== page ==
When songwriter Jim Lauderdale takes the stage at the new listening room in the Old Dominick Distillery this week, it will renew a long but under-recognized relationship he's had with Memphis.
While he's played gigs here since the early 1990s, his ties to the city go deeper.
That becomes obvious as he lists some of the Memphians he's worked with, including drummers Chad Cromwell and Greg Morrow and banjo player Richard Bailey. But sessions at the late Jim Dickinson's Zebra Ranch Studio in Mississippi were what led him even deeper into the Memphis Sound. After cutting his Black Roses album, written in cahoots with former Grateful Dead lyricist Robert Hunter, and featuring Cody and Luther Dickinson, David Hood, and Spooner Oldham, he ran into Luther in Nashville.
"I was intending to do a country thing at the old RCA Studio A the next day," he recalls, "and I thought it was an omen when I ran into Luther. I said 'Hey, let's check and see if Cody's available.' He was, and we got some other guys together, and were about halfway through that album when Luther said, 'Man, you really ought to finish that soul stuff at Royal [Studios].' So, I flew in, and Boo [Mitchell] let me use the old control room to write. I went in the next day, and there were Luther and Cody, Boo, Alvin Youngblood Hart, and Charles and Leroy Hodges. After the first song went down, I finally relaxed — I was terrified of working with these great guys!"
Those sessions, begun in Nashville and finished in Memphis, became the double album, Soul Searching, with a disc named for each city. The "Memphis" slice of the record features songs that, despite Lauderdale's signature alt-country baritone drawl, evoke nothing so much as classic 1960s horn-driven soul. But that shouldn't come as a surprise to his fans. Lauderdale has always had eclectic influences. Early in his career, he dove deep into bluegrass, harmonizing with Ralph Stanley and recording his first (still unreleased) album with mandolinist Roland White. He's also toured and co-written with Nick Lowe and Elvis Costello. The common thread was a love of beautifully crafted songs.
A few years ago, Lauderdale found himself in London. "I wanted to go to a different place and just kinda catch the vibe over there. Like I do when I come to Memphis. I just kinda soak in something that's in the air." He cut a record with Lowe's touring band and co-producer/engineer Neil Brockbank, but it sat on the shelf before being released last year as London Southern. The results, like Lauderdale's songwriting itself, shied away from the obvious. Instead of nods to Liverpool or London, what emerged was, well, more soul music. "Those musicians over there grew up listening to the same thing," notes Lauderdale. "They just live in a different place. And they're really great players."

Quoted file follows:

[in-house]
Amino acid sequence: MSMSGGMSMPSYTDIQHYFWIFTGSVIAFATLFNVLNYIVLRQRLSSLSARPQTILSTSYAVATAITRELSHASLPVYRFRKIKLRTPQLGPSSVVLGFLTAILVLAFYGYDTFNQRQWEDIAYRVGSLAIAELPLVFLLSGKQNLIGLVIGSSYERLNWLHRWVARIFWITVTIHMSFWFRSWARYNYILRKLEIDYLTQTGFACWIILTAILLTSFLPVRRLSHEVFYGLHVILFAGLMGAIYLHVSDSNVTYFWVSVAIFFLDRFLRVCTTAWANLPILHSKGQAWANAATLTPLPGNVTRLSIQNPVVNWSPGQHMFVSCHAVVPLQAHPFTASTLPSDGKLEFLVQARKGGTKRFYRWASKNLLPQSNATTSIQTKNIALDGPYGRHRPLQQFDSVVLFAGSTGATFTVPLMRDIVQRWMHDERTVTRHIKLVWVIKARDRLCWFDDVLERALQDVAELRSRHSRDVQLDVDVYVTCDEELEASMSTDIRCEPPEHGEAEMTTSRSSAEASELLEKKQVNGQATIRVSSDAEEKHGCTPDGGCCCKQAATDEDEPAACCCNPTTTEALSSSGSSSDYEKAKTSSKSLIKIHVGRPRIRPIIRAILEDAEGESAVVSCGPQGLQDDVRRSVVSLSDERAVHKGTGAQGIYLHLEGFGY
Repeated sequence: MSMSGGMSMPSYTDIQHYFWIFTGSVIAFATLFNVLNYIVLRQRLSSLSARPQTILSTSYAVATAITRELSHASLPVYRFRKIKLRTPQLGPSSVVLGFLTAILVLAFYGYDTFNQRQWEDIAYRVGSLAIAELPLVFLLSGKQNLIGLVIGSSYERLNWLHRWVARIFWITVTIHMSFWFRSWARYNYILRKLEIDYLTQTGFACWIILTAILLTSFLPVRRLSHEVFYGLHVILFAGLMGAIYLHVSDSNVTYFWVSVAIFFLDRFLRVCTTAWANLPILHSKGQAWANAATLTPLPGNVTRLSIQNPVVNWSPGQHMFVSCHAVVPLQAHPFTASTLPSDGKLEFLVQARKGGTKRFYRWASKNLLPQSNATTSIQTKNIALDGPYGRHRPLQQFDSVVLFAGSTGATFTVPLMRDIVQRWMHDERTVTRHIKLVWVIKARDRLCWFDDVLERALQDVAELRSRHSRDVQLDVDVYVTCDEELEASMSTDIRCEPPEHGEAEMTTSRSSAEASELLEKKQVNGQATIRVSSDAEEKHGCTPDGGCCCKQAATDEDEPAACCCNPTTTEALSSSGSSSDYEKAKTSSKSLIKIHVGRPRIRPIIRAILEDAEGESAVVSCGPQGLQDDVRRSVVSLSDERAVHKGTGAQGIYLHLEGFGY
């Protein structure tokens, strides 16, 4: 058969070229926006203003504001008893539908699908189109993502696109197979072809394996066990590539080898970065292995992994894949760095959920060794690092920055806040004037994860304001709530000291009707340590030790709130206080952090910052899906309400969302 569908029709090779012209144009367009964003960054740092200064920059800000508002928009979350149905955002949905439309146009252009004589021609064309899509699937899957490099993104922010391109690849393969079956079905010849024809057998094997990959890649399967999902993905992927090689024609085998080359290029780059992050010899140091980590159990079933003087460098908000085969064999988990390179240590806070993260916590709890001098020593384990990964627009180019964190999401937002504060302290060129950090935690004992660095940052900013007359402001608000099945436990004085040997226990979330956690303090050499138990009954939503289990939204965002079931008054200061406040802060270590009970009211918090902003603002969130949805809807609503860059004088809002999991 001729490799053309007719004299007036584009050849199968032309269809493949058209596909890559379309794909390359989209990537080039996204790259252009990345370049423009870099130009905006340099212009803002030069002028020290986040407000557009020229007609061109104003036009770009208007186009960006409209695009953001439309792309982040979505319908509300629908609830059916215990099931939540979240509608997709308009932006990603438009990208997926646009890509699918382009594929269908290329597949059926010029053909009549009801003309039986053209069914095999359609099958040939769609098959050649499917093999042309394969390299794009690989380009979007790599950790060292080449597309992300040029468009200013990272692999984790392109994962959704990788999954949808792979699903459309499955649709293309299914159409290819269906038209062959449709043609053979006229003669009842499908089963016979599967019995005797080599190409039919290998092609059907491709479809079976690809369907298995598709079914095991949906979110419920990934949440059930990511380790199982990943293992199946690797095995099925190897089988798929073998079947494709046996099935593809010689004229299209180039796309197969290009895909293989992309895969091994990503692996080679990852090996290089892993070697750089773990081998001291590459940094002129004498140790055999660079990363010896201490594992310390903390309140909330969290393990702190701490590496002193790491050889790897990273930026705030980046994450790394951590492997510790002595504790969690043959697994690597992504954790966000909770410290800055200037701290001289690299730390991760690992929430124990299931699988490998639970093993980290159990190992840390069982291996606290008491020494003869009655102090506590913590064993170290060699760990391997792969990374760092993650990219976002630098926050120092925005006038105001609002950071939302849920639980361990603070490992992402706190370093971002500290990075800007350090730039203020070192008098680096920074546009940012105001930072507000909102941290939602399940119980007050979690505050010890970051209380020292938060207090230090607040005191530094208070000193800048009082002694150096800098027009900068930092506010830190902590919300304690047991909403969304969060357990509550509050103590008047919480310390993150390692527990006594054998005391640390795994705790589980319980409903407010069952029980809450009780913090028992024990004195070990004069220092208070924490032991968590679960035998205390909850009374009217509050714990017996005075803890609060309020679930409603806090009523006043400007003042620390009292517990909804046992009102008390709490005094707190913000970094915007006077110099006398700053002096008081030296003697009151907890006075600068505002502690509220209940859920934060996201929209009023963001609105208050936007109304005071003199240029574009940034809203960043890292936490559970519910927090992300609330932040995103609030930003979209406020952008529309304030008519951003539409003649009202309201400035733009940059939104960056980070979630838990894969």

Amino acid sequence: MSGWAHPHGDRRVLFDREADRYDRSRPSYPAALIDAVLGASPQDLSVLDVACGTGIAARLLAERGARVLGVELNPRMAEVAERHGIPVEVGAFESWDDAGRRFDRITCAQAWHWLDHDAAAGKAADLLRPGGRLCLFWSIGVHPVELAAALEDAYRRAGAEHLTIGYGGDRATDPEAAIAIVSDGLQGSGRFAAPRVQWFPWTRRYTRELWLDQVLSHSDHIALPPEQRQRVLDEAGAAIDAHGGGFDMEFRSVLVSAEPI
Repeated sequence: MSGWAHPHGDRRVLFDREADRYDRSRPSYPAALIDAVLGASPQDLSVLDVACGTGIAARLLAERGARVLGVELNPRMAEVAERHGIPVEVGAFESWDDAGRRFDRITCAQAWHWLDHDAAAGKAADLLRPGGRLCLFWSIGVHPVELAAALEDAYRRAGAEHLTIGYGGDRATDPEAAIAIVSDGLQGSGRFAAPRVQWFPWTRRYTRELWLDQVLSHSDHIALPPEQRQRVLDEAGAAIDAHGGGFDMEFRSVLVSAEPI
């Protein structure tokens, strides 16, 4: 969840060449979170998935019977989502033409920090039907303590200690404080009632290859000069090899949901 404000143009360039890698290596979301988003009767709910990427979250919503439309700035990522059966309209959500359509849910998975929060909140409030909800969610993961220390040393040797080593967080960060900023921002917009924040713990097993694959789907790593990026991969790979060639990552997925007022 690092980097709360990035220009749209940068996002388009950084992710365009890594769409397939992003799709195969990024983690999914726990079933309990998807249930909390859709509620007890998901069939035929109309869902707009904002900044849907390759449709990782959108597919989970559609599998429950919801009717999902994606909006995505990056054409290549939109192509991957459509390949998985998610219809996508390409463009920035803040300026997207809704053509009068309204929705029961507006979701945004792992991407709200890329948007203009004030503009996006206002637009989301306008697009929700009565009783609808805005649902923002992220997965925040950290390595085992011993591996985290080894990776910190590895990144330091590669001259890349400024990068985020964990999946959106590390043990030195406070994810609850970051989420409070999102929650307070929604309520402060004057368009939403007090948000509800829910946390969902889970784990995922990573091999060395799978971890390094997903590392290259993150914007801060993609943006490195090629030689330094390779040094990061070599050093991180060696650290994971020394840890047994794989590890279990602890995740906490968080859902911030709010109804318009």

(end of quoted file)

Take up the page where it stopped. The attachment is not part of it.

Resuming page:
His work in London, oddly enough, brought him around yet again to the Bluff City. "I got to co-write with Dan Penn. He's a hero of mine, and we have a couple co-writes on London Southern. That's another guy who I really wanna hook up with and write some more."
It's not that Lauderdale has moved away from his roots in classic country, bluegrass, or folk. It's more that he sees all of it as a continuum of the American songwriting tradition. As an important figure in the Nashville-based Americana Music Association (AMA), he applauds the inclusion of soul in the "Americana" category, by both the AMA and the Grammys. And he applies this hybrid approach to his own work.
Referring to more (still-unfinished) sessions he did at Royal Studios last year, Lauderdale notes, "We ran out of time on this batch, but sometime I wanna come back and also add some pedal steel guitar to some things. Kinda do that country-soul blend." And, he adds, he wants to work again with Memphis musicians. "There seems to be a camaraderie and not a competitive thing going there. The musicians that I've met are just real. They're into the music and not overly concerned about the superficial stuff."